A Record-Breaking Season, at Bottom

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By Jason La Canfora
Washington Post Staff Writer
Wednesday, December 27, 2006

With one game left in their season and another offseason of scrutiny ahead, the Washington Redskins hope to avoid setting several records Saturday against the New York Giants. The Redskins, 5-10 and without consecutive victories since Oct. 1, are on the verge of setting franchise and league marks -- for all of the wrong things.

A loss would put the Redskins at 5-11, matching their lowest win total in any season since 1994, and would be the worst season of Coach Joe Gibbs's career (he won six games in 2004, his first year back with Washington). Gibbs already is assured of having more losing seasons (two) in his return than he had in his first stint, from 1981 to '92. With a loss Saturday, the Redskins would finish 1-5 against the NFC East for the second time in three years; the team has not finished that low in such a short period since placing last in 1993-94.

"We don't want New York to sweep us," Gibbs said. "That's a big deal for us. We want to finish the right way."

Gibbs is 21-26 in the regular season since his return; Washington's record over the previous three seasons was 20-28.

Washington has just 12 take-aways this season, and will need to force three turnovers Saturday just to tie the all-time low for a 16-game season. St. Louis and Green Bay each caused 15 take-aways in the 2004 season; the Redskins have just six in the last 10 games.

"That kind of blows my mind, how we wound up in that situation," Gibbs said of the take-away drought. "We start the game off two of the last three weeks, first play of the game we've got the ball in our hands. How [could you] wind up doing that? I think it's kind of got us all baffled. I don't think there's an answer to that."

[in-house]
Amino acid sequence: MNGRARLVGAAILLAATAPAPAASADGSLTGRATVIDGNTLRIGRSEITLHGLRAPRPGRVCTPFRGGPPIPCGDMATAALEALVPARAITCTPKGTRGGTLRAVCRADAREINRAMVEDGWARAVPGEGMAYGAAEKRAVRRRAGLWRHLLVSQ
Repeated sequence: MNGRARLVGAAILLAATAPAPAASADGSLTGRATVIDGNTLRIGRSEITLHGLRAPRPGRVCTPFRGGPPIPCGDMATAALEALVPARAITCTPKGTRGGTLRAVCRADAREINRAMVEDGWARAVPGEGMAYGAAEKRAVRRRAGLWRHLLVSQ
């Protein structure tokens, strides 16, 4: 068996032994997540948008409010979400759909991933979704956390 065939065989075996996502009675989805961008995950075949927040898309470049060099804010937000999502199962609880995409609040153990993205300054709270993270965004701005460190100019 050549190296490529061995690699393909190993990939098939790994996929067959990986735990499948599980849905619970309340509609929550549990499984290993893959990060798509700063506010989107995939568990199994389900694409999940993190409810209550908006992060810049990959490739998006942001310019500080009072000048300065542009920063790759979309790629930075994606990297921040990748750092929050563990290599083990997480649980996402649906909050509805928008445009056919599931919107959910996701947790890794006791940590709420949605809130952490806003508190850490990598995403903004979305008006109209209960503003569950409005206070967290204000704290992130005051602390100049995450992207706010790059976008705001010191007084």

The team has just 18 sacks for the season and will need a huge reversal not to set a franchise low in that department (the 2001 Redskins had 25 sacks). The Redskins also have six interceptions as a team; the franchise low is 11 (set in 1982, when teams played just nine games). Those six interceptions have been returned for 25 yards; the franchise low for interception return yardage is 85, also set in the strike-shortened 1982 season.

The team record for most yards allowed in a season is 5,723, set in 1996. They enter this game having allowed 5,333 yards, including 579 on Sunday in St. Louis. They are allowing an average of 356 yards per game, and New York produced 411 yards of offense in the clubs' first meeting this season.

Overall, the defense ranks 30th in yards allowed per game, 32nd in yards allowed per pass, 22nd in rushing defense, 29th in passing defense, 32nd in interceptions per pass play and 32nd in sacks per pass play. It is tied for 24th in points allowed and has a scoring differential of minus-63, also 24th in the league. Opposing quarterbacks have thrown 29 touchdown passes against Washington and just six interceptions -- the worst ratio in the NFL -- and have a 99.4 passer rating, a mark that also puts the Redskins last in the league.

"Certainly, it's been disappointing for us," Gibbs said. "I wouldn't imagine we'd go through something like this."

Offensively, the Redskins have their troubles as well. The running game is reborn, and tailback Ladell Betts tied a franchise mark with five straight 100-yard games, but the team has struggled to score. They have just 28 offensive touchdowns through 15 games, putting them in the lowest third in the NFL, and have scored more than two touchdowns in a game just three times.

The team remains devoid of an impact secondary receiver, with big offseason acquisitions Brandon Lloyd and Antwaan Randle El both held without a catch in Sunday's 37-31 overtime loss. Even combining their season statistics would fail to equate to a decent season for most No. 2 wide receivers: Lloyd has 23 catches for 365 yards and no touchdowns, and Randle El has 29 receptions for 298 yards and three touchdowns.

Redskins Notes: Gibbs said the Redskins expect to lose their third-round pick in the 2007 draft in the three-team deal to acquire tailback T.J. Duckett in August. That would leave the Redskins with just first-, fifth-, sixth- and seventh-round picks. The Redskins could lose their 2008 fourth-round pick in that deal, which will not be set until the final draft order is complete. That will occur when the NFL finalizes its draft value chart. . . . Cornerback Shawn Springs (broken scapula) will be placed on injured reserve today, with a replacement likely signed from the practice squad.


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